Diversity, Equity, and Inclusion (DEI) is increasingly being recognised as a CEO-level priority and a primary strategic driver for companies. And this is not just from a social standpoint, but also from the perspective of profitability, innovation, and resilience.

It is becoming clear that DEI brings real measurable outcomes that can benefit the whole company and represent a significant competitive advantage. Inclusion could even represent the key factor that determines whether companies can successfully navigate out of times of crisis such as the ones that we are living today.

However, although the vast majority of CEOs seem to rate diversity, equity, and inclusion as an important issue, in 2020 McKinsey found that even relatively diverse companies seem to face significant challenges in creating work environments characterised by inclusive leadership. Accountability among managers, equality, fairness of opportunity, openness and freedom from bias and discrimination also still remain a challenge.


In today’s globalised, diverse and interconnected world, diversity, equity, and inclusion are essential competitive factors. As people increasingly demand to see changes at all levels of society, DEI can considerably affect brand reputation, customer appreciation, as well as talent acquisition and retention. Employees today are acutely sensitive to diversity, equity and inclusion. Millennials, for example, consider inclusion to be a mandatory pre-requisite of corporate culture.

However, the impact of DEI goes beyond that. It has been demonstrated that more diverse and inclusive companies gain benefits in terms of financial performance, innovation, creativity, and resilience. McKinsey’s latest report, Diversity wins: How inclusion matters, also shows that the strong correlation between financial performance and diverse and inclusive companies is growing. They found that companies in the top quartile for gender diversity on executive teams were 25 per cent more likely to have above-average profitability compared to companies in the bottom quartile. This increased to 36 per cent when taking into account ethnic and cultural diversity instead. Companies lacking diversity and inclusion, on the other hand, seem to be increasingly lagging behind.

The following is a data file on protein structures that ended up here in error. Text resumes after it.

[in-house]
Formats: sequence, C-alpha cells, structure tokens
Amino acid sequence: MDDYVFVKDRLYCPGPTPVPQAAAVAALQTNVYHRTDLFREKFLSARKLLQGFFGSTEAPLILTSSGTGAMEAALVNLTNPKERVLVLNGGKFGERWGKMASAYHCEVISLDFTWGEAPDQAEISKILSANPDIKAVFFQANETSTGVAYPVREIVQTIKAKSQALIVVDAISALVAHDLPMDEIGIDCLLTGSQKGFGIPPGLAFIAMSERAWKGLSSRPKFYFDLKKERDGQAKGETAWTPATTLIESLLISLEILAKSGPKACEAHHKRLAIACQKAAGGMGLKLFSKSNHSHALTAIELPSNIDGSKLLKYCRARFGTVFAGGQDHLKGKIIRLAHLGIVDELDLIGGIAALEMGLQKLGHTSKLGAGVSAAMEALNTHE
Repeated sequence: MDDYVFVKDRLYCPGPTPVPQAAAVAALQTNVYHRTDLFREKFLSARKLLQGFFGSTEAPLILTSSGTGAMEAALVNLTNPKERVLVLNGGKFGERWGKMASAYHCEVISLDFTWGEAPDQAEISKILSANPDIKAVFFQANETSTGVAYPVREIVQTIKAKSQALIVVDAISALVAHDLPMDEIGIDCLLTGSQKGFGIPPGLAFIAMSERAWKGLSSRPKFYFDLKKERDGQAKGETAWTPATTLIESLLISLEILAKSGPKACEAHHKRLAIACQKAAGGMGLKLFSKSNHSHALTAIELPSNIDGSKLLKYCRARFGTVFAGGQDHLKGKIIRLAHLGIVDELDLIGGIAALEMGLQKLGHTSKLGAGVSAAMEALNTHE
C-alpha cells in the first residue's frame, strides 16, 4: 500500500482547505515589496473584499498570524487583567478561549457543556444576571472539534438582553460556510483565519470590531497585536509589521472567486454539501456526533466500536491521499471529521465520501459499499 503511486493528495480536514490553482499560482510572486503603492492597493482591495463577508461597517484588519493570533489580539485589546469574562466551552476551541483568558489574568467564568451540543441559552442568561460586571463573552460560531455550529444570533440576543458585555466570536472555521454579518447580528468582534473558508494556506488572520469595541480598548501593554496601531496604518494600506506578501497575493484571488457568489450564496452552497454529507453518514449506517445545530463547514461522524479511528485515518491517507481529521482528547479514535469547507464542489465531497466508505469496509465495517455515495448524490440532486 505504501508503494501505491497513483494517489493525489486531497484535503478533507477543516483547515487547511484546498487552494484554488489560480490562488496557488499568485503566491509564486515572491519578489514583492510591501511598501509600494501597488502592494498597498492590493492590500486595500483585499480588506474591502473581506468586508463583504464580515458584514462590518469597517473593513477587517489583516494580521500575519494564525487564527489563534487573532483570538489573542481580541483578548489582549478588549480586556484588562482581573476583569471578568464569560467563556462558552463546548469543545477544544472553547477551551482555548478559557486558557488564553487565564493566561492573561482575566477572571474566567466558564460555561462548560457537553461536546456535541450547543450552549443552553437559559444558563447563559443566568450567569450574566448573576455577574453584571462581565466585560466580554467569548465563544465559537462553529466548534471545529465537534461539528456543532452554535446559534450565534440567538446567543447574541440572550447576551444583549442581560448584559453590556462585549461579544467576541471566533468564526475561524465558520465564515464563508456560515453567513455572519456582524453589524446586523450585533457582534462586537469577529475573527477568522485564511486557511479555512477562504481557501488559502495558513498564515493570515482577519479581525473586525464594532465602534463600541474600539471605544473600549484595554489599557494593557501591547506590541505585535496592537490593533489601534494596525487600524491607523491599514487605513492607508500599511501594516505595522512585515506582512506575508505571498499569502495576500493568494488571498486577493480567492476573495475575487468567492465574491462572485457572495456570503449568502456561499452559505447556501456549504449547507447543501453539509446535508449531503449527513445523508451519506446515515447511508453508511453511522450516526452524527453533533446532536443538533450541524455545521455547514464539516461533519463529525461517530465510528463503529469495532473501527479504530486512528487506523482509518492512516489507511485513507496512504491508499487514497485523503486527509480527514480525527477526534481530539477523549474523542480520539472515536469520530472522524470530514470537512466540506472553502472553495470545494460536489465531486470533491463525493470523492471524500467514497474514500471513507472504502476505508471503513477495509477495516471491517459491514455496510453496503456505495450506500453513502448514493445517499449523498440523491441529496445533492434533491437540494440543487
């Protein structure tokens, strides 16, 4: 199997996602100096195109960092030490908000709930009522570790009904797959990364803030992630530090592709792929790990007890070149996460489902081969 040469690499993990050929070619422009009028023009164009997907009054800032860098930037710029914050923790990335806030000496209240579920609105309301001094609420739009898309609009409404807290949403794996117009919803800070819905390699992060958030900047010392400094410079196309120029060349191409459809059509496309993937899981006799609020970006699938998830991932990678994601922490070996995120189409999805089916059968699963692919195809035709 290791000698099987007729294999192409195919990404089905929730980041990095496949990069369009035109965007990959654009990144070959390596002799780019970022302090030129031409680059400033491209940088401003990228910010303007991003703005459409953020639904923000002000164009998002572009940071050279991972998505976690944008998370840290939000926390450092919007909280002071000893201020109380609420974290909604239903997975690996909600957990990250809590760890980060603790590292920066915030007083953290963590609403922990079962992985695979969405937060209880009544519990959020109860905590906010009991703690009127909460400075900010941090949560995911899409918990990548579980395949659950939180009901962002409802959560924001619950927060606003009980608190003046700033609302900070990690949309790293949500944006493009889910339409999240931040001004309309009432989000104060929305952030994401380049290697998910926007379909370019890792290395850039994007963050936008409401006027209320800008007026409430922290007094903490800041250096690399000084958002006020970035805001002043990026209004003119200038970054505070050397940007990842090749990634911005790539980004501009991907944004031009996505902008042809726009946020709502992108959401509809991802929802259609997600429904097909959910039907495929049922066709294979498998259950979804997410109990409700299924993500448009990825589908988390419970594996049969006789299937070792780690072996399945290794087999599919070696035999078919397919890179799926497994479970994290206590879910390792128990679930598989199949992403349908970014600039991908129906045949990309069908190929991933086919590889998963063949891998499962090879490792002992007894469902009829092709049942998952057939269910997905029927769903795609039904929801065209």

If the benefits of inclusion are so clear, why is the concept of inclusion so difficult to put into practice?


Most organisations seem to still only focus on the demographic layer of diversity – such as gender, religion, ethnicity and nationality – forgetting about inclusion. And while it is true that diversity has the potential for greater performance, this potential, if not leveraged, is not a guarantee of success. Employing diversity does not necessarily mean that diverse talent is actually given equal opportunities or that it is made to feel engaged and valued. Members of a team or organisation might feel ignored, misunderstood, scared, or disengaged.

Thus, lack of inclusion – even in the presence of diversity – has a potentially high social cost in terms of mental well-being of the employees and impact on their communities, and will negatively impact performance and profitability too. Csaba Toth, founder of ICQ Global and author ofUncommon Sense in Unusual Times, considers inclusion to be ‘the difference between lots of people working independently and unsure of what they should be doing next, and a successful mix of people who work in harmony, creating synergy and superior performance.’

A study by 3Circle Partners cited in the book Close the Interaction Gap shows that, on average, 79 per cent of potential performance is lost when working within a team due to clashing values combined with poor leadership. This is the true cost of lack of inclusion: 79 per cent of unrealised performance. This is why, to fully tap into the potential of a diverse workforce, organisations need to ensure team members are working in highly inclusive environments.

Inclusion aims at creating a psychologically safe and empowering environment where people with a wide range of perspectives and backgrounds feel that they belong, that they are being treated equitably and with respect, and that their presence and their contribution are being valued. Only then can people express their potential and grow, driving innovation and participating to better decisions. Inclusion is critical for what we call ‘cognitive diversity’, which is the diversity that has real proven benefits on team performance, studies have shown.


According to Toth, cultural intelligence is the key to understanding the blueprint of why people think and behave in a certain manner. This enables culturally intelligent organisations to build cohesion and belonging and to create an inclusive environment where cultural and individual differences are allowed to express their full potential. Culturally intelligent leaders can then turn this potential into synergy, ultimately leading to better decisions and innovation.